When you’re preparing to purchase your starter home, you may be in for an unpleasant surprise if you’re not familiar with closing costs. Closing costs is a term the envelops the fees of all the services provided throughout the real estate transaction. Some of these expenses might seem obvious, while you may not have thought of others before now.

How Much Are Closing Costs?

You can estimate closing costs at anywhere from one percent to eight percent of the total value of the house you’re buying. Your lender will provide you with an estimated amount for closing costs, and then no less than three days before closing, will supply you with an actual number.

Are Closing Costs Covered in My Mortgage?

Unfortunately, most lenders do not allow closing costs to be encompassed in the home mortgage loan. However, there are exceptions to every rule. You can always inquire about what options are available to you.

Does the Buyer Always Pay Closing Costs?

Traditionally, the buyer assumes responsibility for the closing costs. It is, though, possible to negotiate those terms in the contract with the seller. But be careful; too many contingencies or special requests could get your offer ousted by one with fewer restrictions.

When are Closing Costs Due?

Closing costs are paid at the end of the transaction during the closing meeting. In most cases, there’s an escrow agent who manages the funds and oversees the processes in the purchase of real estate. For example, your home mortgage loan is held by the escrow agent. On closing day, the escrow agent pays all of the service providers who provided services through this point. Most of those providers work at no upfront cost with the understanding they’ll be paid at the close of the transaction.

What do Closing Costs Include?

Closing costs in real estate may include but are not limited to:

Credit Check: Your lender conducts a credit check when processing your loan. Credit reporting agencies charge a fee for furnishing reports which the financial institution pays up front and recoups in the closing costs.

Lending Agent: The loan officer who processed your application receives compensation for his or her efforts, which is paid at the end of the transaction.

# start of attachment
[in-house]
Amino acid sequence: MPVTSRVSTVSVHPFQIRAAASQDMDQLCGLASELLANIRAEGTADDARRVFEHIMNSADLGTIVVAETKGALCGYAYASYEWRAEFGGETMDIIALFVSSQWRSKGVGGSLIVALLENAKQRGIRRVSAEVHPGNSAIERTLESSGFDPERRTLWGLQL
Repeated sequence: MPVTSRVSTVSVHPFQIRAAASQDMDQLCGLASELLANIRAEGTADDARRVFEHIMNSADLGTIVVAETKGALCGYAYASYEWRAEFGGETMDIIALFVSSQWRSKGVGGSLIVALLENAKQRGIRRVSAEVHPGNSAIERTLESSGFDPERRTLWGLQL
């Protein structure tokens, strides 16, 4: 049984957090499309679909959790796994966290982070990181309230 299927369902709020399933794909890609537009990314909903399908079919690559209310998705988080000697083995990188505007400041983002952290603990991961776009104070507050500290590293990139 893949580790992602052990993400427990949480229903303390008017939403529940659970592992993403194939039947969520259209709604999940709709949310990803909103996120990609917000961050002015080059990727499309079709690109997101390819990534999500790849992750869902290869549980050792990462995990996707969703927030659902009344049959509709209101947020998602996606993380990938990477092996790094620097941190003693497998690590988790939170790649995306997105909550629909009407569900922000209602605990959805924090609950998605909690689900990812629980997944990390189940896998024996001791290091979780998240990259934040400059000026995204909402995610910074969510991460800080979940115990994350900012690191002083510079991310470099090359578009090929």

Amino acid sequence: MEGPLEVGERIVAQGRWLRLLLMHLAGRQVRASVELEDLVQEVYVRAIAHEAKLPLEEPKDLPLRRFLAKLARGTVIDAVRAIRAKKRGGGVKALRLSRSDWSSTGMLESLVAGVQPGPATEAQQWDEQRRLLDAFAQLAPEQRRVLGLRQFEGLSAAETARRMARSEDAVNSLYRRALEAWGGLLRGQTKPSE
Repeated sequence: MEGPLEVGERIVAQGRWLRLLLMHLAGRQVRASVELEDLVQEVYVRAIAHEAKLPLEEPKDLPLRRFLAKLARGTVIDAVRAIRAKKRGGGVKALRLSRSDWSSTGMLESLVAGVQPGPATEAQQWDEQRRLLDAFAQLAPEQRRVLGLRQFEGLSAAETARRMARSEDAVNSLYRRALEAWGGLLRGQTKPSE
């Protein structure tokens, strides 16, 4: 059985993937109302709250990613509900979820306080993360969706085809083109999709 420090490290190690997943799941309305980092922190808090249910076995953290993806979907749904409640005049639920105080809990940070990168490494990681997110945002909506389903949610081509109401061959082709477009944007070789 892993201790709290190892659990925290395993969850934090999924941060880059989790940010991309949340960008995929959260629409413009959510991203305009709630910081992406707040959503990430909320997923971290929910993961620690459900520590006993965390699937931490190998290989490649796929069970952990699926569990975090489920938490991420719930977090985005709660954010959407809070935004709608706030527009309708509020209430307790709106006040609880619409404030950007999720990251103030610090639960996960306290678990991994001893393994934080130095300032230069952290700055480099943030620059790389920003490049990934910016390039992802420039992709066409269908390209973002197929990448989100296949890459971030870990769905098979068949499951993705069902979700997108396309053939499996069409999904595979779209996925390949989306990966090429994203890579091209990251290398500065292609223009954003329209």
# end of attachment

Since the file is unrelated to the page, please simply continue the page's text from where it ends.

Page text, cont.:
Underwriter: Although the loan officer processed your loan request and deemed whether or not you’d qualify for a home mortgage loan, and for how much, the creation of legal contracts governing the loan is considered underwriting, and the underwriter also collects a fee.

PMI: PMI stands for private mortgage insurance. Your lender may require you to obtain private mortgage insurance to protect your loan under certain circumstances, such as low down payment or a high debt-to-income ratio

Legal Services: In some states, legal representation is required in the creation of real estate contracts. When a lawyer is involved, those fees are enveloped into the closing costs.

Title Check: Before a homeowner can legally sell a property, the title to that property must be deemed free and clear of any tax holds or liens. There is a fee for obtaining the title and an additional administrative fee for the person who processes that request.

Title Transfer: The city and/or county charges a fee to transfer the title from owner to buyer.

Surveys: Property lines aren’t always clear, so a surveyor conducts a survey in which boundaries are documented.

Inspector: The lender wants to verify that the house you’re buying is in good condition, so the inspector looks for faulty items in the structure, fixtures, and for pets such as termites.

Appraiser: The financial institution also wants to determine that the house you’re buying is worth the amount of money you’re borrowing, so an appraiser is called in to assess the fair market value of the property.

Real estate Agents: Real estate agents work on commission, meaning they don’t get paid until the deal is done, and their paychecks are determined by the sales price of the property.

Escrow Agent: If an escrow agent is involved in handling money and documents for a real estate transaction, his or her fees are also due at closing.

Conclusion:

If you’re not aware of what closing costs are and how much they’ll be, you could find yourself set back in the home buying process. Talk with your lender and your real estate agent for a clear understanding of closing costs.

Your real estate agent is the best source of information about the local community and real estate topics. Give Shawn McNeal a call today at 360-929-6650 to learn more about local areas, discuss selling a house, or tour available homes for sale.

 

 

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